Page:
Dagmar retires

Long-time employee with The Edmond Sun, Dagmar Peery Johnson retires after 28 years of service with the newspaper. She said a marriage has taken her life in a new direction.

Not many people stay with one job today for 20 or 30 years, much less do it with a smile on their face and a laugh that is infectious. 

Dagmar Peery Johnson is one of those people and she has done just that. 

Dagmar started working at The Edmond Sun in January 1991. She retired Nov. 19 after working for 28 years in various departments of the newspaper.

She said she wasn’t looking for a job on a newspaper when a lead from another interview steered her toward The Edmond Sun. 

“When I started I worked in accounts receivable posting payments and entering new ads for publication, and month-end billing,” Johnson said. 

She switched to accounts payable and payroll over the years, and in the last few years she has been working with legal notices, which includes the ads themselves and billing them out, plus still posting payments.

The Edmond Sun’s General Manager Lance Moler said, “I can always count on Dagmar. She is very detailed oriented and you know if you give her a job it is going to get done.”

Moler added that Dagmar is always really happy, and a pleasure to be around.

Prior to coming to The Edmond Sun, she worked at Rothschild's for 10 years in the sales audit department. 

“I also worked at a movie theatre as the manager,” she said. 

“And way back when, I worked for the FBI in Washington, D.C., as a fingerprint examiner,” Johnson said. “That was waaaay before all the CSI programs and computer matching of fingerprints. There were some name matches on computer, but not the fingerprints themselves.”

Since she started working at the newspaper she said the size of the staff has changed, and the newspaper, once a hard copy only, has added digital including a web site, digital eEdition, and The Edmond Sun App, as well as a committed outreach on social media.

Dagmar said she considers the people she works with her daytime family.

The biggest news story she can remember during her time working at the newspaper was the Murrah Building bombing.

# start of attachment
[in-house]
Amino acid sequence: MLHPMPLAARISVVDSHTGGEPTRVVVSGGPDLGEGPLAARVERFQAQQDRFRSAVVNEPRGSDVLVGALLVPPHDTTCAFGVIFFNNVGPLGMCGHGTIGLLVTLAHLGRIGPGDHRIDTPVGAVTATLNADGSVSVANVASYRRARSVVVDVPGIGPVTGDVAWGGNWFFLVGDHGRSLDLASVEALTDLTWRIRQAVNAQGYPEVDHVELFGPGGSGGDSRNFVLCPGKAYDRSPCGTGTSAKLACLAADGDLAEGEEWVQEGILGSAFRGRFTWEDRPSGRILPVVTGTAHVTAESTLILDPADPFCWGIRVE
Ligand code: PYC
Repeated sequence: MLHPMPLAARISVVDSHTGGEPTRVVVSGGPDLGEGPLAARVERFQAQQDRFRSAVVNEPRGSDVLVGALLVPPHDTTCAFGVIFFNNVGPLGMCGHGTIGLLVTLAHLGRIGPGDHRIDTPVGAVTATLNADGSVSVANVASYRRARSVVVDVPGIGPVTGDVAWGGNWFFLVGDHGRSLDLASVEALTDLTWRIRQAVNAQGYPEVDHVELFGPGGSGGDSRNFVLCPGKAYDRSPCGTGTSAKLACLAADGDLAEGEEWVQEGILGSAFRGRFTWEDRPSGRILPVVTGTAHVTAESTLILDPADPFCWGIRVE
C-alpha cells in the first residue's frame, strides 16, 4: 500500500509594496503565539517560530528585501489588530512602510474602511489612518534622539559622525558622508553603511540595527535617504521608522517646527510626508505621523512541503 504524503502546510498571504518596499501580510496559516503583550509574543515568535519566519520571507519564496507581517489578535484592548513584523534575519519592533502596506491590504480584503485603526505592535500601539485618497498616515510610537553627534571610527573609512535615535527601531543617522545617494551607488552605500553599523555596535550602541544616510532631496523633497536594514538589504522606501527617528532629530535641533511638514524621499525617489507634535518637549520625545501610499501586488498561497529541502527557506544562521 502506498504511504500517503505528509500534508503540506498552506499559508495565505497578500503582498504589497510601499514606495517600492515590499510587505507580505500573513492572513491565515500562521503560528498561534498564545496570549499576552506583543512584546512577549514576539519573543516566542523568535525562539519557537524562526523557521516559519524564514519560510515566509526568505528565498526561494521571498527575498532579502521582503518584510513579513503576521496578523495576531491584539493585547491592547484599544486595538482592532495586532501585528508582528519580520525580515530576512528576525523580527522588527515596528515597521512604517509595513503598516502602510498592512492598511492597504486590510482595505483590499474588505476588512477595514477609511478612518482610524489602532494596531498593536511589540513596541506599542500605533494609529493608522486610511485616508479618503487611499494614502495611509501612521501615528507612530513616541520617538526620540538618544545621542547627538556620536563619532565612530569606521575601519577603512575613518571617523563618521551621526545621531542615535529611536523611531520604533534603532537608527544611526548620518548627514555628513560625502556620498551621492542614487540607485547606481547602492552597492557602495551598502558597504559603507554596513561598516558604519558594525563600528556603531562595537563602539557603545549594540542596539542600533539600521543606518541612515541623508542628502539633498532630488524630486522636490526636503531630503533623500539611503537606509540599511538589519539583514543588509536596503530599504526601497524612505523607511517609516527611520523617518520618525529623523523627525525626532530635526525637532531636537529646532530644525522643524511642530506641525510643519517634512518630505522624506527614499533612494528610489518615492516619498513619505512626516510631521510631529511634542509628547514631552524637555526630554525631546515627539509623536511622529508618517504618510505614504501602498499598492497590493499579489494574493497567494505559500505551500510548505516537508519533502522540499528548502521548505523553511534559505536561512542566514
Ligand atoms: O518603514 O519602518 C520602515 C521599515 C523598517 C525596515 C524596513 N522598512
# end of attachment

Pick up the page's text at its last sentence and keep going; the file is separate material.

“One of my friends from a club I belonged to was killed in the blast,” she said. 



Dagmar just celebrated her second anniversary with her new husband, Robert Johnson.

“Robert and I met online,” Dagmar said. “He found me four hours and nine minutes after he joined the same dating site where I was trying to cancel my subscription. He reached out to me and I didn't answer the first day. He reached out again the second day and I replied. After we met and started dating, I asked him if he would have reached out a third time. He said no, he would have moved on.”

A few weeks after they had started dating they found they have one friend in common.

“It turned out be my roommate from college 40-plus years ago,” Dagmar said. “I had lost contact with her over the years. I reconnected with her by phone and chatted with her. She verified for me that Robert was not an axe murderer,” Dagmar added  laughing.

Dagmar said she wouldn’t have retired had she not had Robert in her life.

“This trade has rewards that I didn't foresee a few years ago,” Dagmar said. “I used to work at the Edmond Library for 19 years. Three weeks after I left the library, I met Robert. If I had still been working there, I would not have had time to date anyone.”

Prior to marrying Robert, Dagmar was married to Jim Elvis Peery for 38 years.

“He died unexpectedly on the first day of our vacation four years ago,” Dagmar said. “We have a daughter, Ily Peery Murdock, and four grandsons, and they live out of state.”

Dagmar said she and Robert married two years ago. 

“His wife, Virginia, died six days after Jim, on the last day of their vacation,” Dagmar said. “Hence, Robert and I do not take vacations. We go on outings, roamings, walkabouts, etc.” 

Robert has two children, a daughter, Kris, recently deceased, and a son, Logan. 

“With Kris's passing recently, that was the catalyst for retiring,” Dagmar said. “Since Robert and I met as senior citizens, not knowing how many years we might have, we want to spend more time together.”

The couple has been traveling back and forth between Edmond and Ada every weekend for two years. 

“He’s already retired and working on projects in Ada that he has wanted to tackle for years, and now he has the time,” Dagmar said. “Currently he is replacing the roof on the house. Last week the house in Ada was hit by lightning, and he is working on getting all the electronics replaced or repaired.”

Plans for the immediate future for Dagmar include getting some repairs/remodeling done to the house in Edmond. 

“It includes a lot of things that I never had time to deal with while working,” Dagmar said.

In her spare time she enjoys quilting and photography. 

“I got a smartphone a couple of years ago and I take lots of pictures with it. My good camera has taken a back seat for the time being,” Dagmar said. “I have also done volunteer work over the years with LibertyFest, the Food Bank, and the YMCA.”

In the future Dagmar said she contemplates working in the nursery of a hospital and rocking babies.  

“It’s comforting to snuggle a baby and then when the shift is over, I can go home,” she said.

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